KEIR RADNEDGE COMMENTARY —- The mighty Maracana is 64 years old toay (June 16). But, on the eve of its birthday, the temple of Brazilian football in Rio de Janeiro found itself suffering the indignity of an Argentinian takeover.
Not only by the raucous fans of their southern neighbour, either. Leading the invaders was the man portrayed by his adherents as the present-day usurper of the ultimate individual crown once held by Pele.
Leo Messi entered this World Cup under almost impossible pressure. He was supposed to prove himself a challenger to the world legend of O Rey, a worthy Argentinian successor to Diego Maradona and a man to seize the one great stage he had never yet commanded.
Not much pressure then so, in all the circumstances, he and Argentina achieved a more than acceptable start with a somewhat scruffy 2-1 Group F dismissal of World Cup newcomers Bosnia-Herzegovina.
The conundrum of Messi in the blue and white stripes of Argentina, and wearing their captain’s armband, is that he never played ‘serious’ football there; at 13 he and his family were spirited away to Barcelona.
He may have been born in Argentina but he was not even a Porteno, not born and brought up in Buenos Aires but in provincial Rosario. Then, in football terms, his stylistic education was Catalan. Even his tussles with tax authorities over his $45m-a-year earnings are with the Spanish revenue department not its equivalent in Argentina.
Thus Messi entered the blue-and-white cauldron of Maracana – where he had never, ever played before – with his own nationality an issue. If Argentina fail to fulfil all the massive expectations then it will not be coach Alejandro Sabella or stalwarts Pedro Zabaleta or Javier Mascherano or Angel Di Maria who must bear the weight of a nation’s anger; it will be Messi.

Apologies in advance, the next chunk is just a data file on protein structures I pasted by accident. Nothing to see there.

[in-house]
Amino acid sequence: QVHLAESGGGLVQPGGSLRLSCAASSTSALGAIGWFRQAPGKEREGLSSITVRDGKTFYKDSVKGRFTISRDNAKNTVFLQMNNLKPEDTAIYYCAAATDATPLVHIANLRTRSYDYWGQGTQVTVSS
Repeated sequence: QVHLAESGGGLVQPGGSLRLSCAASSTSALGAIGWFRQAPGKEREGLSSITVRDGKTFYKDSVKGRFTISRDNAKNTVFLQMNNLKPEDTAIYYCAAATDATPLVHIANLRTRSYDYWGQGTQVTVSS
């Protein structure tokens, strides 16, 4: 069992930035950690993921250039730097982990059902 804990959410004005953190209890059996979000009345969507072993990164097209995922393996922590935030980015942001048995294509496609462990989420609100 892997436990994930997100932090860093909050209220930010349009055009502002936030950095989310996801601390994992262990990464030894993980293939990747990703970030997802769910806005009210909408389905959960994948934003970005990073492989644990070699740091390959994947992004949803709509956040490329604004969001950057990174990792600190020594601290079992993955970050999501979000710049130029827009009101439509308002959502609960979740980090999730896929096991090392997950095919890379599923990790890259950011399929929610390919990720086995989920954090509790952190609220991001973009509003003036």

By coincidence, also, Messi’s greatest rival for the status of world No1, Cristiano Ronaldo, would launch his own World Cup campaign 24 hours later.
No-one would pretend that this is the greatest Argentina national team of all time or even that it bears any sort of comparison with Cesar Luis Menotti’s World Cup winners of 1978 or Carlos Bilardo’s champions of 1986.
Messi is expected, all on his own, to span the difference.
He began perfectly. Barely had he finished with the captaincy formalities than he was delivering the third-minute left-wing free kick which bobbled off Bosnian defender Sead Kolasinac and fell over the line for the fastest own goal in World Cup history (two minutes, eight seconds).
Messi, according to his (Madrid-based) detractors, has endured a poor seasons this past 12 months. Barcelona finished only runners-up in league and cup, were merely semi-finalists in the Champions League and he scored a ‘mere’ 28 goals in La Liga.
As the match progressed so a deceptive sense of anti-climax grew.
Argentina missed the focal attacking point of injured Gonzalo Higuain up front and Messi attempted to make amends by attempting too much on his own. Perhaps the change of tactical shape unsettled him.
Bosnia began to build their own game with more confidence. That meant play moving into Argentina’s half with Messi drifting around in no-man’s land. Just before the interval Messi indulged in one of those mini slaloms into the Bosnian penalty box but he had no support and was shuffled easily out of possession.
Messi was suffering, so Argentina were suffering.
Coach Sabella, for the second half, had no option. Despite their fragility he brought on Fernando Gago in midfield and Higuain up front. Suddenly Messi had the platform he needed. He regained interest in the game, began finding space in which to work then took a return pass from Higuain, teased two Bosnian defenders into falling over each other, and struck the wondrous goal he would have demanded of himself.
Sabella said: “Messi is best player in world whatever happens at this World Cup and one of best of all time whatever he does at this World Cup.”
Remarkably the goal was only Messi’s second goal in the World Cup finals and arrived a full seven years and 364 days after the first against Serbia back in Germany in 2006. Bosnia pulled one back but it was mere consolation.
Argentina were winners on the night.
Messi had won it for them. The free kick; then the goal.
That crowning glory beckons, back in Maracana. One game down. Six to go.